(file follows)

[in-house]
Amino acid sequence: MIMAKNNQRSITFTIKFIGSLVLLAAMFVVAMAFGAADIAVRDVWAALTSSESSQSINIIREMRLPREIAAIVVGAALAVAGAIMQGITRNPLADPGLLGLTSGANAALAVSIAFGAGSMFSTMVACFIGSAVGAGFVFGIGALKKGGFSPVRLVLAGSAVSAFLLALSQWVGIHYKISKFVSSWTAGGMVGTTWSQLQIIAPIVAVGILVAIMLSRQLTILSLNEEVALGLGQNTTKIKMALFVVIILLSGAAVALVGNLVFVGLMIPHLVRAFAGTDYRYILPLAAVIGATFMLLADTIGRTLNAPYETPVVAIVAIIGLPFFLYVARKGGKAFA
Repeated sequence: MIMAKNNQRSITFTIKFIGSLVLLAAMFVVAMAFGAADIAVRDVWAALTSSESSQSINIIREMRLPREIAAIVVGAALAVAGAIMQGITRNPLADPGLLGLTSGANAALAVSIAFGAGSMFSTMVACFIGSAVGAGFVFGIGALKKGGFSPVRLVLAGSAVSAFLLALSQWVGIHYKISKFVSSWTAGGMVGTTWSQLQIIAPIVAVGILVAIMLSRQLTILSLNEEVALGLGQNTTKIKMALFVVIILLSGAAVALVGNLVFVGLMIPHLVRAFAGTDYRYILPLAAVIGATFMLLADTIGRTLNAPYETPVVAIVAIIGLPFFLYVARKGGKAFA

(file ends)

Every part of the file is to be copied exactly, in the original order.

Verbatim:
[in-house]
Amino acid sequence: MIMAKNNQRSITFTIKFIGSLVLLAAMFVVAMAFGAADIAVRDVWAALTSSESSQSINIIREMRLPREIAAIVVGAALAVAGAIMQGITRNPLADPGLLGLTSGANAALAVSIAFGAGSMFSTMVACFIGSAVGAGFVFGIGALKKGGFSPVRLVLAGSAVSAFLLALSQWVGIHYKISKFVSSWTAGGMVGTTWSQLQIIAPIVAVGILVAIMLSRQLTILSLNEEVALGLGQNTTKIKMALFVVIILLSGAAVALVGNLVFVGLMIPHLVRAFAGTDYRYILPLAAVIGATFMLLADTIGRTLNAPYETPVVAIVAIIGLPFFLYVARKGGKAFA
Repeated sequence: MIMAKNNQRSITFTIKFIGSLVLLAAMFVVAMAFGAADIAVRDVWAALTSSESSQSINIIREMRLPREIAAIVVGAALAVAGAIMQGITRNPLADPGLLGLTSGANAALAVSIAFGAGSMFSTMVACFIGSAVGAGFVFGIGALKKGGFSPVRLVLAGSAVSAFLLALSQWVGIHYKISKFVSSWTAGGMVGTTWSQLQIIAPIVAVGILVAIMLSRQLTILSLNEEVALGLGQNTTKIKMALFVVIILLSGAAVALVGNLVFVGLMIPHLVRAFAGTDYRYILPLAAVIGATFMLLADTIGRTLNAPYETPVVAIVAIIGLPFFLYVARKGGKAFA